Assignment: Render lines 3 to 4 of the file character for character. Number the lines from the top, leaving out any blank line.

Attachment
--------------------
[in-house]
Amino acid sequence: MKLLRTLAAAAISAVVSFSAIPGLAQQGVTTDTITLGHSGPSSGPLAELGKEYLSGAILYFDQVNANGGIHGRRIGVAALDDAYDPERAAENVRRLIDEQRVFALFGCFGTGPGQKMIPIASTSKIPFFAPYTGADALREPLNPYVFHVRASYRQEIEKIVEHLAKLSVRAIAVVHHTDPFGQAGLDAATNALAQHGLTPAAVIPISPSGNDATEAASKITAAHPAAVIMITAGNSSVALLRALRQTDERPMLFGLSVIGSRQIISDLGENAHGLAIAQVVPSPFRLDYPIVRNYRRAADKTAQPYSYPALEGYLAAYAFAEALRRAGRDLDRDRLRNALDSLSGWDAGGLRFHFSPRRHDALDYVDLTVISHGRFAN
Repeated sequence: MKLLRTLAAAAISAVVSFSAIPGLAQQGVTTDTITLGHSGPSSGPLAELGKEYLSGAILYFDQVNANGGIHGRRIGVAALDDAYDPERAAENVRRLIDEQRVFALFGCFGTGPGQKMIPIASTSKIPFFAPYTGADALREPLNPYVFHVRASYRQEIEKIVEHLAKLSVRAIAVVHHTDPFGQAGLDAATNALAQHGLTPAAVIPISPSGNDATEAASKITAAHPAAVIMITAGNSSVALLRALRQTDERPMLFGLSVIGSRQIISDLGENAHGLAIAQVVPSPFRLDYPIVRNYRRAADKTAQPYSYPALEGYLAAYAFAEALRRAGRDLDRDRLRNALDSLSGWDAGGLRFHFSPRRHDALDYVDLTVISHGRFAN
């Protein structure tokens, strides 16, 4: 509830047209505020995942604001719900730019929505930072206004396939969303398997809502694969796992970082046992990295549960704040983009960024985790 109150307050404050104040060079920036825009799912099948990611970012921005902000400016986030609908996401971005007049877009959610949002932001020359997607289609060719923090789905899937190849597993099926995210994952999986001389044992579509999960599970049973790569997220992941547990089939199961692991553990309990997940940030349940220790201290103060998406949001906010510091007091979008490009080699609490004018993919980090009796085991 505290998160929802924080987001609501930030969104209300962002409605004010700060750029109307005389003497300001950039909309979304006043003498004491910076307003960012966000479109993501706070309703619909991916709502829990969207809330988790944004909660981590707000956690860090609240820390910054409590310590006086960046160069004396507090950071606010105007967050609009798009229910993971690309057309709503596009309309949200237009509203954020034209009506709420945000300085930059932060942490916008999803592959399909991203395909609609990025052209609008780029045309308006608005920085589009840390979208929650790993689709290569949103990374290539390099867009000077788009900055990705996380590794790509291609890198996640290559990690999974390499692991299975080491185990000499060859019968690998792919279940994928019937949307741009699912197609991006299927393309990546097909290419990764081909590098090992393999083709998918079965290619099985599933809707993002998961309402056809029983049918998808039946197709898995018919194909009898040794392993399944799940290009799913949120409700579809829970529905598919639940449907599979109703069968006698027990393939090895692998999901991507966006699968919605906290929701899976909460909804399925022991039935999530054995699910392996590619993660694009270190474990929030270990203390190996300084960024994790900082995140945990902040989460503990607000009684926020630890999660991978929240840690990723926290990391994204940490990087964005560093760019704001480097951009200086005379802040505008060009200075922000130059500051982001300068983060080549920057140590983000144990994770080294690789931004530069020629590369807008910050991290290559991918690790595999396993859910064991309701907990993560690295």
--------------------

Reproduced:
Repeated sequence: MKLLRTLAAAAISAVVSFSAIPGLAQQGVTTDTITLGHSGPSSGPLAELGKEYLSGAILYFDQVNANGGIHGRRIGVAALDDAYDPERAAENVRRLIDEQRVFALFGCFGTGPGQKMIPIASTSKIPFFAPYTGADALREPLNPYVFHVRASYRQEIEKIVEHLAKLSVRAIAVVHHTDPFGQAGLDAATNALAQHGLTPAAVIPISPSGNDATEAASKITAAHPAAVIMITAGNSSVALLRALRQTDERPMLFGLSVIGSRQIISDLGENAHGLAIAQVVPSPFRLDYPIVRNYRRAADKTAQPYSYPALEGYLAAYAFAEALRRAGRDLDRDRLRNALDSLSGWDAGGLRFHFSPRRHDALDYVDLTVISHGRFAN
């Protein structure tokens, strides 16, 4: 509830047209505020995942604001719900730019929505930072206004396939969303398997809502694969796992970082046992990295549960704040983009960024985790 109150307050404050104040060079920036825009799912099948990611970012921005902000400016986030609908996401971005007049877009959610949002932001020359997607289609060719923090789905899937190849597993099926995210994952999986001389044992579509999960599970049973790569997220992941547990089939199961692991553990309990997940940030349940220790201290103060998406949001906010510091007091979008490009080699609490004018993919980090009796085991 505290998160929802924080987001609501930030969104209300962002409605004010700060750029109307005389003497300001950039909309979304006043003498004491910076307003960012966000479109993501706070309703619909991916709502829990969207809330988790944004909660981590707000956690860090609240820390910054409590310590006086960046160069004396507090950071606010105007967050609009798009229910993971690309057309709503596009309309949200237009509203954020034209009506709420945000300085930059932060942490916008999803592959399909991203395909609609990025052209609008780029045309308006608005920085589009840390979208929650790993689709290569949103990374290539390099867009000077788009900055990705996380590794790509291609890198996640290559990690999974390499692991299975080491185990000499060859019968690998792919279940994928019937949307741009699912197609991006299927393309990546097909290419990764081909590098090992393999083709998918079965290619099985599933809707993002998961309402056809029983049918998808039946197709898995018919194909009898040794392993399944799940290009799913949120409700579809829970529905598919639940449907599979109703069968006698027990393939090895692998999901991507966006699968919605906290929701899976909460909804399925022991039935999530054995699910392996590619993660694009270190474990929030270990203390190996300084960024994790900082995140945990902040989460503990607000009684926020630890999660991978929240840690990723926290990391994204940490990087964005560093760019704001480097951009200086005379802040505008060009200075922000130059500051982001300068983060080549920057140590983000144990994770080294690789931004530069020629590369807008910050991290290559991918690790595999396993859910064991309701907990993560690295």